Back to School #68: Juno (dir by Jason Reitman)



Even though he’s a likable actor and has appeared in several films that I enjoyed, I am always a little bit uneasy whenever I see Jason Bateman on screen.  To me, he will always be Mark, the seemingly perfect husband from the 2007 best picture nominee Juno.  Mark and his wife Vanessa (Jennifer Garner) are unable to conceive so they agree to adopt the unborn child of pregnant teenager Juno (Ellen Page).

At first, Mark seems like the nicest guy on the planet.  Unlike his wife, Mark appears to be laid back and friendly.  Whereas Vanessa tries to maintain a polite distance between herself and Juno, Mark quickly befriends her.  It’s a familiar dynamic.  Vanessa is the one who keeps the household running.  Mark is the one who keeps the household fun.  Vanessa is the adult and Mark is the guy who is young at heart.  It’s not surprising that Juno finds herself feeling closer to Mark than to his wife.

Much like Juno, those of us in the audience are initially fooled into preferring Mark to his wife.  For me, the first indication that Mark was not quite the great guy he seemed to be came when he attempted to convince Juno that Herschell Gordon Lewis was a better director than Dario Argento.  But even that could be forgiven because, as Mark made his arguments, he revealed that he had a pretty good library of DVDs from Something Weird Video.

(Seriously, at that moment, I really hoped that the movie would just spend five minutes letting us see every title in Mark’s movie collection.)

But then there was that moment.  After telling Juno that he was planning on leaving his wife, he looked at her and asked, “How do you think of me?”  And I have to give Jason Bateman a lot of credit.  He delivered that line with just the right amount of needy selfishness.  It’s rare that you see an actor — especially one who has essentially built a career out of being likable — so fully commit to playing a reprehensible character.  When Mark reveals his true nature, it’s shocking because we were so ready to like Mark.  With that one line, we’re forced to re-examine the entire film and we realize that, much like Juno, we allowed ourselves to be fooled by Mark.

Juno is a film about growing up.  Vanessa is a grown up.  Mark refuses to grow up.  And, by the end of the film, Juno has grown up enough to know that she’s not ready to be a mother but Vanessa is.  Juno has grown up enough that she can allow herself to get close to the baby’s father, sweet-natured track star Paulie (played by Michael Cera).

For many people, Juno seems to be a love-it-or-hate-it type of movie.  There rarely seems to be a middle ground.  It seems that for every person who appreciates Ellen Page’s sardonic line readings, there’s another one who finds her character to be abrasive.  For every one who enjoys Diablo Cody’s script, there seems to be another one who finds it to be overwritten.  The same holds true for Jason Reitman’s direction.  Viewers either respond to his quirky vision or else they dismiss him as being far too showy for the film’s own good.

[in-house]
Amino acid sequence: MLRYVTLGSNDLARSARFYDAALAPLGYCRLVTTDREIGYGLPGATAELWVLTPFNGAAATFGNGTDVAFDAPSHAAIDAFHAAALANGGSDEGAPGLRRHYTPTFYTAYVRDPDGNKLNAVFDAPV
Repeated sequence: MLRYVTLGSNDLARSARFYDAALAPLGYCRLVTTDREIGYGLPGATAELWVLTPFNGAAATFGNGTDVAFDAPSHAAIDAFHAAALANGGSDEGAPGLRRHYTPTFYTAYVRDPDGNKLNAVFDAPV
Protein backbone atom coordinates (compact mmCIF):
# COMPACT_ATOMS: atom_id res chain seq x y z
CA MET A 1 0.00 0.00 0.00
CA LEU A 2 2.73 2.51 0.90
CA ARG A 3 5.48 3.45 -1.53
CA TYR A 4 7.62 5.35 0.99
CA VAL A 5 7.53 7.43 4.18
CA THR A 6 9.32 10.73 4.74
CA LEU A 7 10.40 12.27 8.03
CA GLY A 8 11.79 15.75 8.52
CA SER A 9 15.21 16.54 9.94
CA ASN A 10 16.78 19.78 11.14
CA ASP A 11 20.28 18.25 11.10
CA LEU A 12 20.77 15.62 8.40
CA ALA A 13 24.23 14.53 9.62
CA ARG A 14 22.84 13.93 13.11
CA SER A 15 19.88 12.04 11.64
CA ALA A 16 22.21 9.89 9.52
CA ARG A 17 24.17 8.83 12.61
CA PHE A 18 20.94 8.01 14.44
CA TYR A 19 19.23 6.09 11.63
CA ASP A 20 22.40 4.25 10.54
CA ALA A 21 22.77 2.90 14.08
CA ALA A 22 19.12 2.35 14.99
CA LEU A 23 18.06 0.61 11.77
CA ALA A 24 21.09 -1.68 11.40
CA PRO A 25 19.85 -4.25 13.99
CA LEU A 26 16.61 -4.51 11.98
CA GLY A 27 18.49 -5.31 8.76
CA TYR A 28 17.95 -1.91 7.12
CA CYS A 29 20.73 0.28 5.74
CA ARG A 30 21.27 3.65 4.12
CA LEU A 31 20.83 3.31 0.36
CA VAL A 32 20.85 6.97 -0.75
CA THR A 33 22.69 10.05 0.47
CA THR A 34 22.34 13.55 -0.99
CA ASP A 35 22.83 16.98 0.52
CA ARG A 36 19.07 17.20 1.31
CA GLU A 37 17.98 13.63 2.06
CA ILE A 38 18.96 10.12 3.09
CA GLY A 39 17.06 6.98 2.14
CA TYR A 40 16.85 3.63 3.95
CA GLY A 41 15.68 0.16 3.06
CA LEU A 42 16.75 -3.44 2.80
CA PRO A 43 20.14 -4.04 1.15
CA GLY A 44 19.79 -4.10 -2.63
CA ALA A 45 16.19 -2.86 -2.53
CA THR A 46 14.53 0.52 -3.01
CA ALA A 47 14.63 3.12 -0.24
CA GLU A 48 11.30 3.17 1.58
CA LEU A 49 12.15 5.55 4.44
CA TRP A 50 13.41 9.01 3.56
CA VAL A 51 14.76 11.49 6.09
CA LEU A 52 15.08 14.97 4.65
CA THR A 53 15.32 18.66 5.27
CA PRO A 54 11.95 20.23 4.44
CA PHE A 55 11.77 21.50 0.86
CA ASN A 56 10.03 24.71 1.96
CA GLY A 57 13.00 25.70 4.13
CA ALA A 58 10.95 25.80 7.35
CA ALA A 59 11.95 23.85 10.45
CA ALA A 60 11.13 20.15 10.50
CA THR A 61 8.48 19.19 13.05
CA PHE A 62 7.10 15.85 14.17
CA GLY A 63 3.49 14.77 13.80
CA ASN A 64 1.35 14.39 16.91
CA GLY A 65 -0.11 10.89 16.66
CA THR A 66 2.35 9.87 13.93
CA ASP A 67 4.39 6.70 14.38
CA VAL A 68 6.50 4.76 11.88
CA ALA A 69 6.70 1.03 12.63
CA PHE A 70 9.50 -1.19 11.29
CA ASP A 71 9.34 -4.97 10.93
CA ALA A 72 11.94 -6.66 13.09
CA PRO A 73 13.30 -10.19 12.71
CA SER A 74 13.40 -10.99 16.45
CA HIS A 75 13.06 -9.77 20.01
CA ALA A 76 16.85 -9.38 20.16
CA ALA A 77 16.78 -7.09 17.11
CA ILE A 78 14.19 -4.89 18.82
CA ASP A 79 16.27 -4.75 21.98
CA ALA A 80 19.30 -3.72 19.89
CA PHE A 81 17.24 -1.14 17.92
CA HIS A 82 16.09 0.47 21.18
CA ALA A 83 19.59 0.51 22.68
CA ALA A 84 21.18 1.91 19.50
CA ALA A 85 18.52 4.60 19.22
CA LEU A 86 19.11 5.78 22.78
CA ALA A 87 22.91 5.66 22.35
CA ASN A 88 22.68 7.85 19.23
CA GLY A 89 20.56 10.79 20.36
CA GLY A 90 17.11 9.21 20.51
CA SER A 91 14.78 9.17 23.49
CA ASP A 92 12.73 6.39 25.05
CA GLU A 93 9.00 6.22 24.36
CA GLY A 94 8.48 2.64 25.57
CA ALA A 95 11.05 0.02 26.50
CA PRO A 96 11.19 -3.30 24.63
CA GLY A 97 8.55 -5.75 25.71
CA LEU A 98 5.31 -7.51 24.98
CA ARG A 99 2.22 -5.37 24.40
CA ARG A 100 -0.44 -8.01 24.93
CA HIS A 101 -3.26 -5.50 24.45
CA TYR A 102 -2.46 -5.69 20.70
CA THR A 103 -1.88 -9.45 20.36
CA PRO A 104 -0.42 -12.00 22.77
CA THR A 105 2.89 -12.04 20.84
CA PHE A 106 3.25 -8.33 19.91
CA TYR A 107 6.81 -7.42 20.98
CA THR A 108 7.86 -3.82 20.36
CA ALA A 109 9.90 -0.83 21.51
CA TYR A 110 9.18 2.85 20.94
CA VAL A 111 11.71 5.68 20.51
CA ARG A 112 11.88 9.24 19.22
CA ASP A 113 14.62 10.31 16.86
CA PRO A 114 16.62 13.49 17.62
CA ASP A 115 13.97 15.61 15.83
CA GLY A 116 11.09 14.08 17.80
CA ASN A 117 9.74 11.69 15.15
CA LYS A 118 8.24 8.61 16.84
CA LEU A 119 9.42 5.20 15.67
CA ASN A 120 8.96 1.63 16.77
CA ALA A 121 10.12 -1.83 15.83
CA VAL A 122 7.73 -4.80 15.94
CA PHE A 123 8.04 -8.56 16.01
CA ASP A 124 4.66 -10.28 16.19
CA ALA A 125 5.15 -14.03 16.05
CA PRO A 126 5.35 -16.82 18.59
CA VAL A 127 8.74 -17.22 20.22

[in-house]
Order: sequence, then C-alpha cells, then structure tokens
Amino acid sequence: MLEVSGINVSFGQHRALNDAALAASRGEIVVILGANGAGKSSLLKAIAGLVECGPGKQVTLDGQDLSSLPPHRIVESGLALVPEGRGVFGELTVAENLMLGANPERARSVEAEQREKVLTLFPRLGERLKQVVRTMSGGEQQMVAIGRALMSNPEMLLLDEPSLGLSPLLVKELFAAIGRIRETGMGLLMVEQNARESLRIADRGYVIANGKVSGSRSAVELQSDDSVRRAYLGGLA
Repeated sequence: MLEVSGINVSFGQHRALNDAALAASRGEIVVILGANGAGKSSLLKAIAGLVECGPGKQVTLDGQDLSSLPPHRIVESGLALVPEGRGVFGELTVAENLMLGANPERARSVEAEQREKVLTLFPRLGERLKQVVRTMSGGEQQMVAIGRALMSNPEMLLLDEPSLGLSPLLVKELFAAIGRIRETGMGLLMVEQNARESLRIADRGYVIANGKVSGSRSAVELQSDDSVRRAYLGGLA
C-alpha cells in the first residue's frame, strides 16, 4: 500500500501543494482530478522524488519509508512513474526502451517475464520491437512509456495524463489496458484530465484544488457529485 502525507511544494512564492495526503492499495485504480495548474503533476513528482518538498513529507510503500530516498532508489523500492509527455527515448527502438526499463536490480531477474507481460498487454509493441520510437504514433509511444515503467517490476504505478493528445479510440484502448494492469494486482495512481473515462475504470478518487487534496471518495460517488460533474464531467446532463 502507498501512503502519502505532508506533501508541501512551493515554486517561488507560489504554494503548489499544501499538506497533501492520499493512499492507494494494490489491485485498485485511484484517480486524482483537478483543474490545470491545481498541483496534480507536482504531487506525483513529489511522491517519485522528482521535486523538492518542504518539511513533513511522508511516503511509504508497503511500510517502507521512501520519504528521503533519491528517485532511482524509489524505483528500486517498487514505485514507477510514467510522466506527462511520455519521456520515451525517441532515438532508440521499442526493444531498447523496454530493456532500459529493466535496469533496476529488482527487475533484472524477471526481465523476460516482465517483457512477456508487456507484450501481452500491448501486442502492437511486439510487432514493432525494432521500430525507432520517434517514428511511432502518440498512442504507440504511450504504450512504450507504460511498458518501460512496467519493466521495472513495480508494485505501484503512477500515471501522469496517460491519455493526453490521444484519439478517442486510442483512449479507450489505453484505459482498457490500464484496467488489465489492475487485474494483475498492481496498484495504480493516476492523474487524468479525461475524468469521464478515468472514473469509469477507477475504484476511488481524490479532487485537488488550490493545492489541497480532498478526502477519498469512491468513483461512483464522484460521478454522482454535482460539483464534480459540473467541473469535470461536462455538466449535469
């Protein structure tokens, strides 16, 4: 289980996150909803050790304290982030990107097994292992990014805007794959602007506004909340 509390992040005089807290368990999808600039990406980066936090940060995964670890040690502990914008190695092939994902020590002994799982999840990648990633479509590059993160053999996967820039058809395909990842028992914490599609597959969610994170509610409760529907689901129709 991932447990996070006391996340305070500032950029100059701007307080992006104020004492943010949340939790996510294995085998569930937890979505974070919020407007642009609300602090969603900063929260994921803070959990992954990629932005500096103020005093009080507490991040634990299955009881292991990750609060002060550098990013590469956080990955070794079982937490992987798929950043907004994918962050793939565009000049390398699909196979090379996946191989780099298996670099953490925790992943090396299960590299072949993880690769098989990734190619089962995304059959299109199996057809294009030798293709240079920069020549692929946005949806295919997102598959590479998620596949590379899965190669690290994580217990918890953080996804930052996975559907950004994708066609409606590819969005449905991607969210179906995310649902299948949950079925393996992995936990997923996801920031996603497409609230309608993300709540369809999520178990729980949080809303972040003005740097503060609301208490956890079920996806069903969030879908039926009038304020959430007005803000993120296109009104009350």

As for me, I’m firmly and unapologetically pro-Juno.  I think Juno is one of the best films of the past ten years and I think that, eventually, both the character of Juno and Ellen Page’s performance will be viewed as being iconic.  When future historians are watching movies for clues as to what it was like to be alive during the first decade of the 21st Century, Juno is one of the films that they will watch.

And when they do, hopefully, they will understand that Jason Bateman was just an actor giving a good performance as a bad person.

16 responses to “Back to School #68: Juno (dir by Jason Reitman)

  1. Pingback: Back to School #72: Fish Tank (dir by Andrea Arnold) | Through the Shattered Lens

  2. Ooh, tough one. I guess I can see giving Argento the better director nod because he has the technical skills, but his product is never a tenth as amusing/entertaining as Lewis’. Lewis also created the gore film, which earns him points as giallos were already established when Argento helped to codify them. Argento has Goblin, Lewis has the Cramps and their love of “She-Devils On Wheels” in his corner.

    Christ, I think my head’s going to explode.


  3. Pingback: Back to School #75: The Spectacular Now (dir by James Ponsoldt) | Through the Shattered Lens

  4. Pingback: Film Review: St. Vincent (dir by Theodore Melfi) | Through the Shattered Lens

  5. Pingback: Here! It’s a Gift! | Through the Shattered Lens

  6. Pingback: Embracing the Melodrama Part II #110: Atonement (dir by Joe Wright) | Through the Shattered Lens

  7. Pingback: Here’s The Trailer for Potential Oscar Nominee Freeheld! | Through the Shattered Lens

  8. Pingback: Film Review: The Gift (dir by Joel Edgerton) | Through the Shattered Lens

  9. Pingback: Horror Book Review: A Taste of Blood: The Films of Herschell Gordon Lewis by Christopher Curry | Through the Shattered Lens

  10. Pingback: Cleaning Out The DVR: Story of a Girl (dir by Kyra Sedgwick) | Through the Shattered Lens

  11. Pingback: Here’s The Trailer For The Front Runner! | Through the Shattered Lens

  12. Pingback: Lisa Reviews An Oscar Nominee: Up in the Air (dir by Jason Reitman) | Through the Shattered Lens

  13. Pingback: Through the Shattered Lens

  14. Pingback: The Best Picture Race In Review: The 2000s | Through the Shattered Lens

Leave a Reply

Fill in your details below or click an icon to log in: Logo

You are commenting using your account. Log Out /  Change )

Twitter picture

You are commenting using your Twitter account. Log Out /  Change )

Facebook photo

You are commenting using your Facebook account. Log Out /  Change )

Connecting to %s

This site uses Akismet to reduce spam. Learn how your comment data is processed.